My understanding of the network vs host byte ordering problem has always been that you want to immediately convert the network bytes to host order integers, and do all your work in host order integers. In particular, I was always under the impression that there simply is no use case for a "big endian u32" type or a "little endian u32" type , as opposed to (de)serialization functions that convert between a network-order [u8; 4] and a host-order u32 or whatever. AFAIK all awareness of big/little endian-ness is hidden in the platform-specific implementation details of converting between network and host order, and wouldn't benefit from any dedicated types.

Right, if you're pulling things in from a stream (e.g. network) that's the way to go (although even there reading into fixed representation structures is a common (anti)pattern because it's so easy to do compared to having a bunch of deserialization boilerplate - maybe not so much in Rust as it is in C).

But the case I'm most familiar with is the shared memory structure, because that's what I've encountered (and debugged) a lot in the past.

Put yet another way, I'm suggesting that most of this paragraph is the correct way to do things in principle, not just in C, and questioning the implication at the end that there is a better way.

So, I'm not trying to say there's a better way than what I described, what I'm trying to say is that Rust is in a much better position to encourage or enforce the good way of doing things.

This seems like the closest thing in the thread so far to an attempt to describe use cases for big/little endian types in the core language rather than (de)serialization functions, but are there any systems where syscalls or C libraries use be/le instead of host order? I was under the impression there tautologically were not, since that's what "host order" means.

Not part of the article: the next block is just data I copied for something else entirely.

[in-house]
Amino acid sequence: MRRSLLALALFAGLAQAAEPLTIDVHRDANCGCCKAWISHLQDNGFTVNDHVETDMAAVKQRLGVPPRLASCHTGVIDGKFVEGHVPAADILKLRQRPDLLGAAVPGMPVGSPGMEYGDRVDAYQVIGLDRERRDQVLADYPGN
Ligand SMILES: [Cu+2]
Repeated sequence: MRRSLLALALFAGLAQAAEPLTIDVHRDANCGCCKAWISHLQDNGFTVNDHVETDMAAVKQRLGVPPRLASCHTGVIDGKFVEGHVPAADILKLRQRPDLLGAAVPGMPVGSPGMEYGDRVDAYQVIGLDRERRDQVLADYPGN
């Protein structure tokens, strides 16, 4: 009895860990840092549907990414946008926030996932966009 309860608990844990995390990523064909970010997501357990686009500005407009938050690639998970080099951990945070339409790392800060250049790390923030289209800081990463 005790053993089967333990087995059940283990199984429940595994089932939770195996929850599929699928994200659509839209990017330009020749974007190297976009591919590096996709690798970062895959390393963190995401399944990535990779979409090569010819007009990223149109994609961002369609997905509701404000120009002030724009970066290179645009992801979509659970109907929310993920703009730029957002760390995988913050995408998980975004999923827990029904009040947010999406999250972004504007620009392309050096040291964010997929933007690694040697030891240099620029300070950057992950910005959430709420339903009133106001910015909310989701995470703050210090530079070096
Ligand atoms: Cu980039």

Examples I can think of:

  • Emulation of one endianness system on another (as noted elswhere, I'm very familiar with this being a QEMU developer)
  • Hardware devices: most hardware devices have LE registers, so on BE systems you need swaps when accessing them. A few hardware devices have BE registers, so you need the same on LE systems. A very few devices have different registers in different endianness (usually this comes about because the device has some sort of internal bridge or layering where different components were built by different teams)
  • On POWER servers, we've now mostly changed over to LE, though it was traditionally BE. But many firmware interfaces and some hardware devices remain BE because of that history.
  • There's no inherent reason on many cpus you couldn't run BE userspace programs on an LE kernel, or vice versa, though I don't know off hand of any cases that support this now.
  • In-memory data structures defined by cross-platform specifications to have a particular byte order. e.g. the flattened device tree used on many embedded systems is always BE because history, but needs to be read by LE kernels and other software. I don't know if ACPI tables are always LE or are host endian [Note: for a cross platform spec declaring things "host endian" is nearly always a mistake]

That said, I'm not sure if this necessarily needs to be a core language feature, or even a standard library feature. A well-designed crate could be just as expedient.

It's not a question of making it possible, it's a question of making the obvious way to do things a good way. The standard library already includes u32::to_be_bytes() etc. which are fine for streaming, but awkward for the shared structure case. byteorder expands on the streaming stuff, but doesn't really do anything extra for the shared structure case. There are several crates that do the endian specific types thing, several are mentioned in posts above.

But none of them are particularly obvious to find. In the meantime, u32::to_be() looks like an obvious choice: it matches the way this is usually done in C - the dangerous, bug prone way it's usually done in C.

Well.. that and the fact that we have a whole system for controlling in memory representation of types which can control so little about the in memory representation of types.

4 Likes